WASHINGTON, D.C.) June 26, 2012—With a focus on healthy kids and a healthy environment, the Student Conservation Association (SCA) today conducted a Let’s Move Outside! service project for more than 100 active youth at Kenilworth Park and Aquatic Garden in Washington, D.C. The event also commemorated SCA’s 55th anniversary.
SCA members from Baltimore, Philadelphia, and the District of Columbia joined interns from the Department of the Interior’s Youth Oﬃce, Aramark’s sustainability interns and members of Outdoor Nation, the outdoor movement to repair a Kenilworth hiking trail and make other park improvements.
“These young people are investing their time and hard work into making the park better for every visitor,” said National Park Service Director Jonathan B. Jarvis. “We love their commitment to service, to the national parks, and to getting outside and being active this summer as part of the First Lady’s Let’s Move Outside! program. Young people, conservation, and parks just go together. That’s what Liz Putnam knew 55 years ago when she started SCA so we are delighted to help celebrate this great organization’s anniversary in one of America’s 397 national parks.”
Let’s Move Outside! is the outdoor activity component of Let’s Move!, a comprehensive initiative launched by First Lady Michelle Obama to put children on a healthy path and foster family environments that support healthy choices. As a part of the President’s America’s Great Outdoors program, Let’s Move Outside! seeks to expand opportunities for healthy recreation for children on America’s vast network of public lands and waters by focusing on four key principles: health, family, fun, and stewardship. SCA, the national leader in youth service and stewardship, is dedicated to “building new generations of conservation leaders.”
“The cool thing about fixing this trail,” says SCA’s Monique Dailey, “is not just that we got to enjoy being outside but now this trail enables other people come out here and explore nature, too.”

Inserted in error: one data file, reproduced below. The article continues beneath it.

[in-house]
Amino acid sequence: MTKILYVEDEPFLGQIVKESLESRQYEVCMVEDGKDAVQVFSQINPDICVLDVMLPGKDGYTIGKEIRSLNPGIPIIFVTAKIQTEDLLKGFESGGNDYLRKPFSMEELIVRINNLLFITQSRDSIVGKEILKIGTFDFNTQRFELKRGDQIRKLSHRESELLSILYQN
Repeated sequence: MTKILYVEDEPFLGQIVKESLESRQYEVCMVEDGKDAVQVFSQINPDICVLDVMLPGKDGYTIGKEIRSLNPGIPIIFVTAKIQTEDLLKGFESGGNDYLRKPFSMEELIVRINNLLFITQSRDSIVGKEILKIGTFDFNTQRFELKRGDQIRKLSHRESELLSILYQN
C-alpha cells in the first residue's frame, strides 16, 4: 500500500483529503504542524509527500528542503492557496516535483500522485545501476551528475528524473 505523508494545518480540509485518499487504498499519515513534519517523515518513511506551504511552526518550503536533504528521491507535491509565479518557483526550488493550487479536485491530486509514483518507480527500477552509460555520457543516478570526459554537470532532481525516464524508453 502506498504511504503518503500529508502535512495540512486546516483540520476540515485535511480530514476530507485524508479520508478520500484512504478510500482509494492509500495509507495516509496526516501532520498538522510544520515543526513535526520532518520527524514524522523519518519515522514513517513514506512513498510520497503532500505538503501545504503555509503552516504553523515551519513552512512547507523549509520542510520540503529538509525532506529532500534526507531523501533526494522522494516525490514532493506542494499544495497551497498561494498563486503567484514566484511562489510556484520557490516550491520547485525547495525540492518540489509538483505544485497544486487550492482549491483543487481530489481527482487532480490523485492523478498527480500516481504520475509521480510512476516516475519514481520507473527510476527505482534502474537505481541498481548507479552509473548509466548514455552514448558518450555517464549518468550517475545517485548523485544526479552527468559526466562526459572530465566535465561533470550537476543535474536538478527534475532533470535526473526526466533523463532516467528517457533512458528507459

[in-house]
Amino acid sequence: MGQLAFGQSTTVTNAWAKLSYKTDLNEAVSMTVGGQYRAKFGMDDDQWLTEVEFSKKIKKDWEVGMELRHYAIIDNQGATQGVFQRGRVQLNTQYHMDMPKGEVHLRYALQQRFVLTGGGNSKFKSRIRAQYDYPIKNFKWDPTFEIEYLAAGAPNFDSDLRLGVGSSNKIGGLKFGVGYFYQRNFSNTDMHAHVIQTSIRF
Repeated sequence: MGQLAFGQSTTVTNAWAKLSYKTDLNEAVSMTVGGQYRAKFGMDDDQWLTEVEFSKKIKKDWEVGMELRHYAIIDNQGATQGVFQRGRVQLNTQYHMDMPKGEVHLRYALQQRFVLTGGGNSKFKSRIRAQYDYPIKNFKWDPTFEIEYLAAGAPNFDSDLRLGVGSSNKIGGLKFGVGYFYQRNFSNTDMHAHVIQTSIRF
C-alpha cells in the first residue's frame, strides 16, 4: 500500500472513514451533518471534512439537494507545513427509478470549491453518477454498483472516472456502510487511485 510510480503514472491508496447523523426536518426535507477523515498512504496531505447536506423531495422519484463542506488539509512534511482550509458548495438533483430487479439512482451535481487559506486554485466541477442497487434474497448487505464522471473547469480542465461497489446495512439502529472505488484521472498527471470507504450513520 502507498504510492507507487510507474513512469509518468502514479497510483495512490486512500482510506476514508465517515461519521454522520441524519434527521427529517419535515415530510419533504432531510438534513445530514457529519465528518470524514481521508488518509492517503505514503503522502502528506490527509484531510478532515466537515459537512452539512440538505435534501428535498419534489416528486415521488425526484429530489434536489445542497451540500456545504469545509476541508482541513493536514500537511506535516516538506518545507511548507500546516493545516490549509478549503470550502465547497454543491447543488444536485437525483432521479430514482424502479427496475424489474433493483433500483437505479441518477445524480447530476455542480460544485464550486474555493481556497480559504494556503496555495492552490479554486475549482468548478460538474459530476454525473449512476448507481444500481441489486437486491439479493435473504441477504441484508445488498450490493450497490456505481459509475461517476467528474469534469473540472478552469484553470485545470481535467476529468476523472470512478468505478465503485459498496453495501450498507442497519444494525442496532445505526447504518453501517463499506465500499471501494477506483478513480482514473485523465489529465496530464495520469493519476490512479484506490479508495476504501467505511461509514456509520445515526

Will Shafroth, Counselor to the Secretary of the Interior on America’s Great Outdoors, and SCA Founding President Liz Putnam joined the volunteers today at Kenilworth Park, a favorite SCA service site. On Earth Day in 2009, Presidents Barack Obama and Bill Clinton, First Lady Michelle Obama, Vice President Joe Biden and Dr. Jill Biden grabbed shovels and picks as part of an SCA tree planting project. SCA pioneered urban conservation programs in the nation’s capital more than 35 years ago, and since then thousands of diverse D.C. teens have worked to protect Kenilworth, an important wetland area, and the surrounding Anacostia Park, among many public lands in the Washington area.
Ms. Putnam, who received the Presidential Citizens Medal from President Obama in 2010, lauded project participants for their selﬂess efforts. “Although we are commemorating 55 years of SCA history, the youth conservation movement has always been about the future,” Ms. Putnam asserted. “Through your stewardship and teamwork, you have given Kenilworth Park a much-needed boost and proven that our planet is in the best of hands.”
About the Student Conservation Association
The Student Conservation Association SCA is the only national organization that develops tomorrow’s conservation leaders by providing high school and college students with service opportunities in all 50 states, from urban communities to national parks and forests. Since 1957, SCA’s hands-on practice of conservation service has helped to develop a new generation of conservation leaders, inspire lifelong stewardship, and save the planet. SCA is a nonprofit organization headquartered in Washington, DC with oﬃces in Boise, ID, Charlestown, NH, Oakland, CA, Pittsburgh, PA, and Seattle, WA. For further information, visit www.thesca.org